Just as a single drop of water can create ripples that spread far and wide, the work of the advocacy team at the American Heart Association-Arkansas is having far-reaching effects.
Gov. Asa Hutchinson of Arkansas just signed an important bill into law. Act 775 requires that all new schools have water bottle filling stations, and for the stations to be installed when existing schools make major renovations.
“This bill is about taking care of our students and giving them the best chance at success,” said Sen. Jane English of North Little Rock. “The passage of this legislation shows our support for students by recognizing the importance of adequate water intake and the positive impact it has on children’s cognitive performance, visual attention and fine motor skills.”
The law is the result of ongoing advocacy efforts, led in part by the American Heart Association, to provide safe, clean drinking water for students while in school. The legislation was also supported by Healthy Active Arkansas, The Arkansas Coalition for Obesity Prevention and Arkansas Advocates for Children and Families.
“It all started with individual school districts in Arkansas, like the one in Little Rock, taking action to ensure all students have access to clean, appealing water while on campus,” said Dave Oberembt, the state government relations director for American Heart Association-Arkansas. “We’ve taken those small victories and turned them in to a major water win for all students, teachers and staff in our great state.”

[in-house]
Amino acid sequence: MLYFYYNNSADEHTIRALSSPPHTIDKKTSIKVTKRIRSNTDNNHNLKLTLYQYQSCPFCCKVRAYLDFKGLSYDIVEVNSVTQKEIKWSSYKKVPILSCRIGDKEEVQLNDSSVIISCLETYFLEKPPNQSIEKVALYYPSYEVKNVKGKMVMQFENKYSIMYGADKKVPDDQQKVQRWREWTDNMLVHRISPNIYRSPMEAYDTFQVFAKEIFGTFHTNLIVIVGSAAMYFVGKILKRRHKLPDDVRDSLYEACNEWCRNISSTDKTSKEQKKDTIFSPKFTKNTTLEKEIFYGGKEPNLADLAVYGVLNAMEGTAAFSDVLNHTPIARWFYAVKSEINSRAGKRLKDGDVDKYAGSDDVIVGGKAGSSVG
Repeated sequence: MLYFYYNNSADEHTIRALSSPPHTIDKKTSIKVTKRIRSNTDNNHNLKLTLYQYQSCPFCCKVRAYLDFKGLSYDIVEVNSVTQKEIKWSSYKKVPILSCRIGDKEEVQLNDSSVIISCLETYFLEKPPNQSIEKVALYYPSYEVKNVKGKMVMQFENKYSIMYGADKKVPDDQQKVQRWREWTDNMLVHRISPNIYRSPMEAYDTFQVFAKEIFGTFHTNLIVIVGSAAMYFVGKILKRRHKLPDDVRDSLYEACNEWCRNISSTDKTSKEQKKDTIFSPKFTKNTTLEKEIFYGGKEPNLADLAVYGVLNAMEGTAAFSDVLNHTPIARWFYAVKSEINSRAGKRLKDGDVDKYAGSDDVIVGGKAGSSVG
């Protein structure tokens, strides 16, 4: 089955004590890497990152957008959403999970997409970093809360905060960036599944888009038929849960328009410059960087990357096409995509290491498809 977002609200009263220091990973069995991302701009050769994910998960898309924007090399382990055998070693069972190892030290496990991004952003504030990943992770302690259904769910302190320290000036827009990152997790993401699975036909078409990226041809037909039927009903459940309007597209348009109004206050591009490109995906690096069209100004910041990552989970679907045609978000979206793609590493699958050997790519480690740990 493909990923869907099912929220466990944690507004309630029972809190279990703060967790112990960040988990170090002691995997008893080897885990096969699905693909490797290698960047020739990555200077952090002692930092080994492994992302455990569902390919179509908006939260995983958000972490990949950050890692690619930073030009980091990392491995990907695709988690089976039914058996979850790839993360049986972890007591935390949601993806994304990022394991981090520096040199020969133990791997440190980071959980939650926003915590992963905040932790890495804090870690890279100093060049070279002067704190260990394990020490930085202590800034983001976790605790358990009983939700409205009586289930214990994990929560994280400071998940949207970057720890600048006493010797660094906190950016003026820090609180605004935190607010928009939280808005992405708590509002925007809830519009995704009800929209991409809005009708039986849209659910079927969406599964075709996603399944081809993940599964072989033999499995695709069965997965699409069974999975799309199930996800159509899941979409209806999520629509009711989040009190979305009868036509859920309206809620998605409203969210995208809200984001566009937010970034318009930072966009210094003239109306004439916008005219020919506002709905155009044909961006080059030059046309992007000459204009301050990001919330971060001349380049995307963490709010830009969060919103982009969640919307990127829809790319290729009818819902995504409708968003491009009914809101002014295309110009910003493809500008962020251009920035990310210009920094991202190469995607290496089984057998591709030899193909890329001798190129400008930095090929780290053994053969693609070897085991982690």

Water bottle filling stations, especially since we are still in the midst of the COVID-19 pandemic, are preferred over water fountains because they are much more sanitary. You see, water fountains, which require users to put their mouths close to the spigot, are some the germiest surfaces in any school. Additionally, the filling stations allow students to enjoy water throughout the day as opposed to a quick drink in a long line of their peers.
“We know drinking enough water can improve a child’s performance in school, making it easier for them to learn,” said Dave Oberembt, government relations for the AHA in Arkansas. “Substituting water for sugary drinks can also help keep our kids at a healthy weight.”
Voices for Healthy Kids was pleased to support this work through a grant and technical assistance.
Want to help schools establish and implement policies that ensure kids have access to water at no cost throughout the school day? Check out our Water Access in Schools toolkit!